The Brokenhearted

Portrait of sad little girl sitting near  wall in the day timeI struggle to sleep. My husband works second shift, and it messes with things enough that I stay up too late, and yet I can’t sleep in. Even dark curtains in the bedroom don’t help. When the sun gets up, even if I can’t see it, so do I.

It’s gotten to the place where I amĀ considering seeing a doctor. Maybe there’s more going on here. But the idea gives me hives. I dislike seeing doctors. I have anxiety attacks in the waiting room. I agonize waiting for even the simplest test results. I have to be near death to see the doctor, and even then, I go with very low expectations.

I wasn’t always like that. My doctor fear isn’t unfounded. Just over a decade ago I walked into a doctor’s office and was told I had a chronic illness. I was a type one diabetic. And at that point, the role of the physician in my life changed. A doctor will never heal me. I see the doctor to manage my condition. I go hoping to die a little slower. But healing? No. The medical profession won’t heal me.

I forget that a doctor might be able to heal something else. If I’m sick, a doctor might be able to heal that illness. But I expect only bad news in the doctor’s office, something that will shorten my life or make it difficult or change my lifestyle. Again. And so I hate to go.

I realized recently that my expectations of God are similar. Sometimes I avoid the Bible, because I fear it will simply show me my illness–all my sin and failure–and offer a way to manage that, but not healing. I don’t expect healing from any corner. And I don’t mean physical healing, but soul healing. Emotional healing. The ability to turn away from deep-seated sin toward holiness (sanctification, if you like big words.). The ability to succeed today in areas where I failed yesterday. The ability to do God’s will and see fruit in areas where I’ve never seen fruit before. The ability to hope where I used to fear. I don’t come to Jesus expecting those things.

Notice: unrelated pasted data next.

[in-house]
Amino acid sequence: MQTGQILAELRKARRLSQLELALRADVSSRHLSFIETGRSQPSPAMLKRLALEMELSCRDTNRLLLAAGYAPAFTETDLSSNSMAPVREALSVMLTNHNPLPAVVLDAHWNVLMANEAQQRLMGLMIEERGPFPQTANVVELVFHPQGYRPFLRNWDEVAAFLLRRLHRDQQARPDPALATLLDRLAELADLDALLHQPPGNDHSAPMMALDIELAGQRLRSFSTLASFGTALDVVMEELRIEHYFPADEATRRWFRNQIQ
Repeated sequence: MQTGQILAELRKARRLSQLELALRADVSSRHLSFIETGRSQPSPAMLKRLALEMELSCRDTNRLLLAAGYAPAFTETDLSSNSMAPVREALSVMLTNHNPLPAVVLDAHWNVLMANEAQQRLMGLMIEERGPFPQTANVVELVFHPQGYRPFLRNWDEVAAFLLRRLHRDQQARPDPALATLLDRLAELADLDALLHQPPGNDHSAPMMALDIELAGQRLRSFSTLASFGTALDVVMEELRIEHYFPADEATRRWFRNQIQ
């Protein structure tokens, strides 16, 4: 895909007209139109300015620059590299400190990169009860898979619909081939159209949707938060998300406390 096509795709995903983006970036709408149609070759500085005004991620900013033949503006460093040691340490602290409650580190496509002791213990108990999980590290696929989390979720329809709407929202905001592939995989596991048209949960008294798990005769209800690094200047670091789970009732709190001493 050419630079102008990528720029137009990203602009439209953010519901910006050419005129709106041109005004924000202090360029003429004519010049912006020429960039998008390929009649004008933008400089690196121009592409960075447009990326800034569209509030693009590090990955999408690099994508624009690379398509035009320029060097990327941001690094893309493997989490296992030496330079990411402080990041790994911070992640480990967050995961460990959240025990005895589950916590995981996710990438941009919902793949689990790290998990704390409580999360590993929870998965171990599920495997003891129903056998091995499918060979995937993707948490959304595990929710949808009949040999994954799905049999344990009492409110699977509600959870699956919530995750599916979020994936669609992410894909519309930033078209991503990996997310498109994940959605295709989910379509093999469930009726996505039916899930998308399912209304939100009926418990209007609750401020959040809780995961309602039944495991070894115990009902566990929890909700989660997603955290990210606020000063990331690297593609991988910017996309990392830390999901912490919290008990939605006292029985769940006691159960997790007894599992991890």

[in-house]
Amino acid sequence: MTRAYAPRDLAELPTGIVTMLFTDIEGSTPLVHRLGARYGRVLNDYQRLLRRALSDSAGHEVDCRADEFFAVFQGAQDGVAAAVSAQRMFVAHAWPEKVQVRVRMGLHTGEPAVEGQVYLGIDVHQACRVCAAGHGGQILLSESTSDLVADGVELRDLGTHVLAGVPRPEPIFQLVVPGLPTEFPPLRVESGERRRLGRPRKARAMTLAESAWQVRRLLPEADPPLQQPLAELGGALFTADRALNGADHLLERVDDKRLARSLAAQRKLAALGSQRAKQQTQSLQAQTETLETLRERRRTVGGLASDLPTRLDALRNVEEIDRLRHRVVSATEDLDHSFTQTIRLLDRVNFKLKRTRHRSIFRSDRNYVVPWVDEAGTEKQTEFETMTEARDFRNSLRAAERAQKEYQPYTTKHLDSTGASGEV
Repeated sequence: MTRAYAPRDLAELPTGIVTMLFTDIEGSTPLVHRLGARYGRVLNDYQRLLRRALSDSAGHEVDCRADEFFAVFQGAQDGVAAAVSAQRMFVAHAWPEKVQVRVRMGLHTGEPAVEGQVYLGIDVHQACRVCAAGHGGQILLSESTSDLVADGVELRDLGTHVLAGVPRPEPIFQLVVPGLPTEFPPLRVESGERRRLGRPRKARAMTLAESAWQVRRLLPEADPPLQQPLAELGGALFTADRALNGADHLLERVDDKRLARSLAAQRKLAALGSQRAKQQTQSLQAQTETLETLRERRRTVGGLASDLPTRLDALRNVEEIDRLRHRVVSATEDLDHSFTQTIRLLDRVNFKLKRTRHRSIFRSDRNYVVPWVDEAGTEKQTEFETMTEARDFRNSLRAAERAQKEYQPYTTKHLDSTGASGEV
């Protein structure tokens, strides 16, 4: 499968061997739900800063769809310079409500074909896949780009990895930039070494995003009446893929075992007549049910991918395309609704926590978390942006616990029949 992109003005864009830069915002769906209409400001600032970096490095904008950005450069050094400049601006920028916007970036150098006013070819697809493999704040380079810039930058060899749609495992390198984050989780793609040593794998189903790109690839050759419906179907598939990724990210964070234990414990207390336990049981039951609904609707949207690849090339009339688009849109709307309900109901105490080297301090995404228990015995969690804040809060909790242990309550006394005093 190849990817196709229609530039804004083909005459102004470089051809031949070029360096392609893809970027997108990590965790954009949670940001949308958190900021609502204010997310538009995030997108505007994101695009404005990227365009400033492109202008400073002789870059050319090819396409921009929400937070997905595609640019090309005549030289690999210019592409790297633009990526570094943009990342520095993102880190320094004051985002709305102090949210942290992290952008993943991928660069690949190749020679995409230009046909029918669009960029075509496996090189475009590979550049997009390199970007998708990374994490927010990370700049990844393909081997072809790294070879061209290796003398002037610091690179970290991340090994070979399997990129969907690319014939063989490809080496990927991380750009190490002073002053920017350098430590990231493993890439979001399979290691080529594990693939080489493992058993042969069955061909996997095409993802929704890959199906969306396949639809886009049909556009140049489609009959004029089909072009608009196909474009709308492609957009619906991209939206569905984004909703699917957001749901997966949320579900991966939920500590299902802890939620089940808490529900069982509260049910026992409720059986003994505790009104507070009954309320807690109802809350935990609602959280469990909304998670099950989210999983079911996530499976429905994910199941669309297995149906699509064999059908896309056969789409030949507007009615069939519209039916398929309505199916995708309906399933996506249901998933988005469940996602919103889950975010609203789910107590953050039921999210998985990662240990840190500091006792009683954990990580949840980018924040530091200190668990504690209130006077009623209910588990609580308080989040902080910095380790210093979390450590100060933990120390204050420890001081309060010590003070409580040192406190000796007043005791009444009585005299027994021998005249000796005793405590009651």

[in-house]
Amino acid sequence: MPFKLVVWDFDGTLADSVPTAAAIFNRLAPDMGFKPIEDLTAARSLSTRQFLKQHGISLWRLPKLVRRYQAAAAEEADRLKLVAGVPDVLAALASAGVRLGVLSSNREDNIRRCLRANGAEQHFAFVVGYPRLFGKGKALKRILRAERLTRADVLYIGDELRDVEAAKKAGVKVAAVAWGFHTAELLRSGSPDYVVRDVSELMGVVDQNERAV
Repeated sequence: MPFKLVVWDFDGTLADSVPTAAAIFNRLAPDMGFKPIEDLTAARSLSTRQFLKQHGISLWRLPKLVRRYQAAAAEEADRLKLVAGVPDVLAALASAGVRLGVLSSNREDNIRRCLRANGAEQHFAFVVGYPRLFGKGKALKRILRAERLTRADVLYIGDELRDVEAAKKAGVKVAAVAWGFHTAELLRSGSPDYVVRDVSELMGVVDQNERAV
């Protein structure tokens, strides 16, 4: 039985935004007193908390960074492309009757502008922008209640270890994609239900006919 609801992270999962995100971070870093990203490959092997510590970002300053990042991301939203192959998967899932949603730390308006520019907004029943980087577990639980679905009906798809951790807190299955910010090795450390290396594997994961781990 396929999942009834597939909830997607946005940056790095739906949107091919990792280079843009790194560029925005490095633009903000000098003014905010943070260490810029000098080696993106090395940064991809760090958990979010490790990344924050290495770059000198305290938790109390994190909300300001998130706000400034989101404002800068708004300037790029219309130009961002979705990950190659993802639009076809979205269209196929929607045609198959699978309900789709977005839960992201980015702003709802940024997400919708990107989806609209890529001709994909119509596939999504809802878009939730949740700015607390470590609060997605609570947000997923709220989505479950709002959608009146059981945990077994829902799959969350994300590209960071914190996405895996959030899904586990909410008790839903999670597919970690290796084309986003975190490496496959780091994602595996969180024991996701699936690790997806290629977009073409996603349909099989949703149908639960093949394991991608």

I should.

I love the Psalms. Two Psalmists, including David, speak of God’s dealings with the brokenhearted. And that’s where I don’t trust him. I don’t expect full healing of my spirit when life gets difficult. Even diabetes–it’s the fear in my spirit that causes me distress, expecting bad to get worse. The illness itself is a pain, and it will likely shorten my lifespan, but the real weakness is how I respond to it. That results in fear and hopelessness, not the level of sugar in my blood.

And yet the Lord draws near to the brokenhearted. (Ps. 34). He delivers the righteous from all affliction. He doesn’t condemn. He heals the brokenhearted (Ps. 147) and binds up wounds. He gathers outcasts. He delights in those who love him.

Doctors have limits. I have passed one of those. Certain issues of health are outside the realm of medical healing. But I need to remember I haven’t passed a limit with God. I’m never so tired or broken or hurt that he can’t heal, for he is greater than all my weaknesses. And physical weaknesses don’t have to translate to emotional or mental distress, because he’s got those under control. If not here, then in the next life all of it will come together, and all will be healed.

But for now, I can pray for and expect wounds to be bound. I don’t have to bleed out from anguish or brokenheartedness. I don’t have to bow to fear or loss or any other human infirmity, any other weakness or imperfection.

No, physical healing may not happen today, but every day I see more and more healing of my spirit as God delights in me and teaches me and draws me closer with his Spirit. The more I become like Jesus, the more I can expect his peace and comfort and fruitĀ in my life. And that’s what I want most of all.

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